OUR CITY IS about to get another K Street-like wall

of buildings which, judging from preliminary drawings, would likely warm Albert Speer's schnapps.

That what's scheduled to arise at Metro Center, an area which, if creatively handled, could become our equivalent of Baltimore's eHarborplace or San Francisco's Ghiradelli Square -- or perhaps an even more exciting synthesis combining the best aspects of urban marketplace, suburban mall and theme amusement park. But that would require more imagination that Washington has yet managed to muster.

In the next two weeks the city could grant a developer the right to build a $250 million office and retail complex at Metro Center, an area roughly bounded by 13th and 11th streets and F and G streets N.W. The economic and social potential is enormous. Here are the crossroads of a new subway system that will cost $10 billion when complete. A soon-to-open $100-million convention center is right next door. And hundreds of new hotel rooms are being built just blocks away.

However, it is now a derelict area scarred by crumbling and condemned buildings and patrolled by muttering alcoholics. The few small businesses and art galleries that once gave the blocks some life has sinve been displaced in preparation for the city's big plans. Right now the city's Redevelopment Land Agency (RLA), having carefully assembled a Metro Center site using its powers of eminent domain, is examining proposals by three major developers.

The three schemes, which burst forth from fat, official- looking pamphlets, are filled with dreams of lots of urban "perks": sidewalks covered with arcades and canopies, climate-controlled shopping malls, a vest-pocket park, an elevated walkway, a possible Bloomingdale's in one and a 500-room hotel in another, and hundreds of thousands of square feet of office space. The competing talents include the developer of Georgetown Park, Chicago's hottest young architect and a host of minority involvement.

But the city should reject all three plans. They represent the grim visage of urban renewal disguised in a party hat.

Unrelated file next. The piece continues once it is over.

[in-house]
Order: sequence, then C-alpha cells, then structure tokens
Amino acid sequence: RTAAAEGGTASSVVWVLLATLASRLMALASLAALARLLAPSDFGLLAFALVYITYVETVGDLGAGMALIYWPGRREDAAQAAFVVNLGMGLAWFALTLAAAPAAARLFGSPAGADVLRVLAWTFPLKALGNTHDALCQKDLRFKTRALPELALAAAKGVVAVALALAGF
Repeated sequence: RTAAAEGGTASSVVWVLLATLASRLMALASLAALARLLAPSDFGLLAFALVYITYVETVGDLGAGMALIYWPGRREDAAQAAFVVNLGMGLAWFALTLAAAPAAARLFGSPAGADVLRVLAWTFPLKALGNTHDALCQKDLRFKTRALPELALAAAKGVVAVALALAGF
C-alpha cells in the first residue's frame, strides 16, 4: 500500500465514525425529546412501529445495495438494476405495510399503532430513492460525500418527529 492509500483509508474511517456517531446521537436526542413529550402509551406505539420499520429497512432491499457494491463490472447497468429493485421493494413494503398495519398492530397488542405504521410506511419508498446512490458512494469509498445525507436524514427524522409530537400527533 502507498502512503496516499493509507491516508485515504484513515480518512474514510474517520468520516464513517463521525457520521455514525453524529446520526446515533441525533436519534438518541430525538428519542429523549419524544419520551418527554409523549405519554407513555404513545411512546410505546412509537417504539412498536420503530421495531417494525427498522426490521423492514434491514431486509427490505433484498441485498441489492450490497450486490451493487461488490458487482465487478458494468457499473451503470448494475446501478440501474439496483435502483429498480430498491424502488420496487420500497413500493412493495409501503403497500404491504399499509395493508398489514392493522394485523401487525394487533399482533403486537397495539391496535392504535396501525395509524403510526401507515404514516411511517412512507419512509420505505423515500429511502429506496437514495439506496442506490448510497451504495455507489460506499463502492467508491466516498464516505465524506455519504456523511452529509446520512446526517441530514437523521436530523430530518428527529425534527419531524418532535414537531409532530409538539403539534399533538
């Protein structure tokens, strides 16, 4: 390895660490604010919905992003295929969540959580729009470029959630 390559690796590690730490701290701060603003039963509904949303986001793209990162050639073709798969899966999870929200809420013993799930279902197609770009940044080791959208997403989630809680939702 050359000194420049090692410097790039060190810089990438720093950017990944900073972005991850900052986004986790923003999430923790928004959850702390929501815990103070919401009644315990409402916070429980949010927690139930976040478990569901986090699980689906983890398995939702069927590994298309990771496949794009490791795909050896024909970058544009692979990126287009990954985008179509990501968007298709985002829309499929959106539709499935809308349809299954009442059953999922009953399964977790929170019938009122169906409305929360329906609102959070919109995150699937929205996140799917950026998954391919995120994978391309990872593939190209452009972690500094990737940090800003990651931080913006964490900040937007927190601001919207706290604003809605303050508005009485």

Under all the plans, not one old building would be saved within the 21/2 blocks. While many of these buildings are run-down, several are historic, including a graceful, arched firehouse that is now gainfully used as a job training center, and the Wardman Building, former home of the Washington Project for the Arts.

Further, no housing will be provided. The city, which had said it was committed to creating a "living downtown," cancelled innovative housing plans saying they were uneconomic and boosted the office space planned for the area. That too could be uneconomic, according to a spokesman for the Oliver T. Carr Company, the city's biggest private developer. Carr's people estimate that only half of the office space produced this year will be leased. Hotel space is suffering from a similar glut.

(The Carr Company, it should be noted, was the original developer of the Metro Center site. It was stripped of that title earlier this year after a squabble over the resale value of the land. More on that later.)

And if downtown leasing trends hold true, much of the retail space planned could be gobbled up by banks, copy centers and other service-oriented businesses that add little vitality to the city's sidewalks and nightlife.

Our new conventioneers would be thrilled to discover that a good time in downtown Washington meant getting a color Xerox on a Friday night. Similarly, mall-style shopping wouldn't offer visitors anything that they could not find in their own home town or suburb.

Finally, the architecture likely to result from this maximum development plan. Surely Washington does not need another K Street, where it's possible for even longtime residents to wander in circles, lost among the sameness.

This is not to blame the architects and developers. The city carefully specified what it wanted to see in the proposals: a bland, conservative vision of downtown. It got it.